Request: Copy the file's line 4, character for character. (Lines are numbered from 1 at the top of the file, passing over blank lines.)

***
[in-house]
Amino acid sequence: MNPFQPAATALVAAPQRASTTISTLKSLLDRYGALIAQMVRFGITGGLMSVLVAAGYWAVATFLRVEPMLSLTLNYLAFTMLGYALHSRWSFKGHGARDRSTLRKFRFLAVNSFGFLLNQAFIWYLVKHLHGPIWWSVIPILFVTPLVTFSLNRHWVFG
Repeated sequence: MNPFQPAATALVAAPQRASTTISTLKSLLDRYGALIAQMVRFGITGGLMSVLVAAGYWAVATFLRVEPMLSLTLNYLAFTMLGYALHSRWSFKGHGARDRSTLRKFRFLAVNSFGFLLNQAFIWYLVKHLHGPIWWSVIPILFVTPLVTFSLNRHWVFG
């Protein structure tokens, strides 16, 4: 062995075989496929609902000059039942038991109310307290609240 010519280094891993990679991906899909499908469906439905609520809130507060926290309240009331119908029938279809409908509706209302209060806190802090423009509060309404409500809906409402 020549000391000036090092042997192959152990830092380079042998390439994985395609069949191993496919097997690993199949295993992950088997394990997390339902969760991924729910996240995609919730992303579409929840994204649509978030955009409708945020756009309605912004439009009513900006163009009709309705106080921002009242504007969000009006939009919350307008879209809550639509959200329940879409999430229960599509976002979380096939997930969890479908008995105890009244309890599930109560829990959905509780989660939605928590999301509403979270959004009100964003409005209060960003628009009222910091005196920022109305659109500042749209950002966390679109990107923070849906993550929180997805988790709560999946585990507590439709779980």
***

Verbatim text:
């Protein structure tokens, strides 16, 4: 062995075989496929609902000059039942038991109310307290609240 010519280094891993990679991906899909499908469906439905609520809130507060926290309240009331119908029938279809409908509706209302209060806190802090423009509060309404409500809906409402 020549000391000036090092042997192959152990830092380079042998390439994985395609069949191993496919097997690993199949295993992950088997394990997390339902969760991924729910996240995609919730992303579409929840994204649509978030955009409708945020756009309605912004439009009513900006163009009709309705106080921002009242504007969000009006939009919350307008879209809550639509959200329940879409999430229960599509976002979380096939997930969890479908008995105890009244309890599930109560829990959905509780989660939605928590999301509403979270959004009100964003409005209060960003628009009222910091005196920022109305659109500042749209950002966390679109990107923070849906993550929180997805988790709560999946585990507590439709779980």